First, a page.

July 2008… This auditorium looks really huge. I can feel the stress growing in me. Huge pressure. I’ve never talked in public before. Especially in English. Especially in front of an audience of veterinary specialists. Younger me is definitely scared to death while he is about to deliver a short communication on the use of endoscopy to diagnose uterine disorders in the bitch. While I wait for the chairman to finish her introduction and give me the go, I can’t help but wonder : how did I end up here ?
I had always been fascinated by canine fertility. How can indeed a term that sounds so « simple » (when you think about it « just » needs one oocyte and a spermatozoon) could turn into something that complex ? For sure, we already knew well how to deal with the « most common causes. » But there were still lots of question marks on the remaining cases.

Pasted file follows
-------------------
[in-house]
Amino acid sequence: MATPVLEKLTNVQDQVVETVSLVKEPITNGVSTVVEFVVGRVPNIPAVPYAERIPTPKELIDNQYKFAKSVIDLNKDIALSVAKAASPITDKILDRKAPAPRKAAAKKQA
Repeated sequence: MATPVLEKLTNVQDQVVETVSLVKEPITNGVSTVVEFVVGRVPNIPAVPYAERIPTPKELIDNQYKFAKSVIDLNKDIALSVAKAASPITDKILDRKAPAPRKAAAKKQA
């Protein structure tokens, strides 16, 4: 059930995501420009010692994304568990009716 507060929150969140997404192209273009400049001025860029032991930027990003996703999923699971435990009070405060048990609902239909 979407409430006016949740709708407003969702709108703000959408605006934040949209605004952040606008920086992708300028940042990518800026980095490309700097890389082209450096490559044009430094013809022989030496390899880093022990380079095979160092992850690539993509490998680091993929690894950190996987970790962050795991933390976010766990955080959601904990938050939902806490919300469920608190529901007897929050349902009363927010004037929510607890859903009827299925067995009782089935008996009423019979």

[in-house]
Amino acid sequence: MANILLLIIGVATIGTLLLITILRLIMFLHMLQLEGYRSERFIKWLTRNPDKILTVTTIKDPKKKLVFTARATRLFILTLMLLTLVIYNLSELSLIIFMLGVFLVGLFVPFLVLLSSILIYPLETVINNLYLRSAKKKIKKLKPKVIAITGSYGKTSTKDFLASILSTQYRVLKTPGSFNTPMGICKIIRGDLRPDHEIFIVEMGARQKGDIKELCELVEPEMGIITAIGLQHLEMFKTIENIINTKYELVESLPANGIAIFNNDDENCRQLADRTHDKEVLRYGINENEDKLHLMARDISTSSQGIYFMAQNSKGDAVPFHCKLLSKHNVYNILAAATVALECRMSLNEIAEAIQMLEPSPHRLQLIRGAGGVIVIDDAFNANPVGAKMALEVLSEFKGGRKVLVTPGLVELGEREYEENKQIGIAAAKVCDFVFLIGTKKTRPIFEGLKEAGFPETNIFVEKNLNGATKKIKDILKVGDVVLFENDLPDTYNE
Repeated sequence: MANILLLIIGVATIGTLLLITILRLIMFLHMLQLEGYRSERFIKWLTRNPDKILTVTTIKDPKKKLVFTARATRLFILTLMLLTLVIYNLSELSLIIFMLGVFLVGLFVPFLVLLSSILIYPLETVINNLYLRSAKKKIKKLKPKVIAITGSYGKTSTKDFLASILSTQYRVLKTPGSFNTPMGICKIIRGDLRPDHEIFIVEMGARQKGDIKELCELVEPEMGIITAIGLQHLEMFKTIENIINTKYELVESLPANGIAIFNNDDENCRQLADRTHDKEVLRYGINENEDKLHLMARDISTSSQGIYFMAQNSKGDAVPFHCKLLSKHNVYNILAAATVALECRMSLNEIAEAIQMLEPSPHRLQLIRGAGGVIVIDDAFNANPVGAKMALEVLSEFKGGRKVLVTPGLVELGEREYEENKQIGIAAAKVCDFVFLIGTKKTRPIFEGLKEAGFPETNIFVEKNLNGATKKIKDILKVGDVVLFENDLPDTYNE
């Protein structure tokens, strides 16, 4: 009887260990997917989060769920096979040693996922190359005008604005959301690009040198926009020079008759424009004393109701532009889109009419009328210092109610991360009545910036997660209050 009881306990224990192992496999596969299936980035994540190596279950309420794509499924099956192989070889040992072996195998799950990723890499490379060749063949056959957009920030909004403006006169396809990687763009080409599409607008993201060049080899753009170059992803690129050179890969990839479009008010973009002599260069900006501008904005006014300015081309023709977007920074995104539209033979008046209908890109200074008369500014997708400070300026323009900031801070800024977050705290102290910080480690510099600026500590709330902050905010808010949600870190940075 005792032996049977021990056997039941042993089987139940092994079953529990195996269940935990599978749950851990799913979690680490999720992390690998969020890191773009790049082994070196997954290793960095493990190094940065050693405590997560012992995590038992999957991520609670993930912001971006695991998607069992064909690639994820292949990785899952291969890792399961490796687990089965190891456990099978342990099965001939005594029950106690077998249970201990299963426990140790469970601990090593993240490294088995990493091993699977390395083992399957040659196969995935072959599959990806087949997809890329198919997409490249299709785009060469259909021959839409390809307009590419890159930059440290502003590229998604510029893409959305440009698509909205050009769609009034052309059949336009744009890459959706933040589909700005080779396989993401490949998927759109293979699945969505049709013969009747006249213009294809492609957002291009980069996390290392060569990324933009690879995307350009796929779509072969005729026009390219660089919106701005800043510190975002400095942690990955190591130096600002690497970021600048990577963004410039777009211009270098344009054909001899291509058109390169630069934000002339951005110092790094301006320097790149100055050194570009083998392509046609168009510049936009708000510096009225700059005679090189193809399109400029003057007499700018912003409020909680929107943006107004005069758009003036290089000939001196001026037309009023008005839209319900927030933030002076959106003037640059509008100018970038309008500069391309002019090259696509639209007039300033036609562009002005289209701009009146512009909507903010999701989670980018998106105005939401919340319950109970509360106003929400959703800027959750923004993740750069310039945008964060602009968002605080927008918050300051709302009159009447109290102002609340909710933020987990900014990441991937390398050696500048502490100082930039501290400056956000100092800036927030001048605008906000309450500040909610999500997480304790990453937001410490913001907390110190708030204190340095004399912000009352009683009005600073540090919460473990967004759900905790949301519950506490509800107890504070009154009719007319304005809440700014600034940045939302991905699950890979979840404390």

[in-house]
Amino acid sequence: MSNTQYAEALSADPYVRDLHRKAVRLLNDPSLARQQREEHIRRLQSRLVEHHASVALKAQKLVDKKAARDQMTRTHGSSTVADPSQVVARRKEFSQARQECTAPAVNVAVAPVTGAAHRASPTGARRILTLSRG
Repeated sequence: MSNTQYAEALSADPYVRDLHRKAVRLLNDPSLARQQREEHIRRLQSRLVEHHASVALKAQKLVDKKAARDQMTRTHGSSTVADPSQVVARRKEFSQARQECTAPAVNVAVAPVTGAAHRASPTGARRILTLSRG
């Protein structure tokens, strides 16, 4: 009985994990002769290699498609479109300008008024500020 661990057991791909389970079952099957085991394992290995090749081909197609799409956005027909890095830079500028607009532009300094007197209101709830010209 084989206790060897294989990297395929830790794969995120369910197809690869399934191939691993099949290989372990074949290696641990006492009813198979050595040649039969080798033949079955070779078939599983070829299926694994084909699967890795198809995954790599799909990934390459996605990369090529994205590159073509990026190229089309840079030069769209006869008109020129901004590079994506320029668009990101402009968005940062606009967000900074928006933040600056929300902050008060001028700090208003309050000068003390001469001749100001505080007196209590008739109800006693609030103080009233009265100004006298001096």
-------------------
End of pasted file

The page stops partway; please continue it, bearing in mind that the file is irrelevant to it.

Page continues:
That’s how I got in this auditorium on summer of 2008. We were looking for those « other causes ». We were looking for modifications inside the uterus that could eventually explain why « it did not work ». And we found something. Some of the bitches we saw had signs of inflammation inside this organ. While we could not detect anything under ultrasounds (which remains the best tool IMO to diagnose most common uterine disorders in dogs and cats). For us, it was a beginning of a new era of exploration. In 2008, I presented preliminary results (see the abstract here). In 2009, we started doing endoscopy-guided uterine biopsies. In 2011, my former teammate published our results (see the abstract here). Similar results came from other teams, especially from this very large study (see abstract here) in which more than 40% of the bitches included were suffering from something we now call endometritis (see my previous blog here as well).
I left academics since then. But I’m still fascinated about this topic. I still follow what others are doing in this field. When I consult with other veterinarians on canine infertility, I always encourage them to look into those inflammatory uterine diseases.
I received an email recently from a veterinary colleague. After spaying a bitch that was suffering from chronic infertility (=bred several times but did not conceive despite all the usual recommended precautions), he asked for an histopathology exam on her uterus. He emailed me the result :
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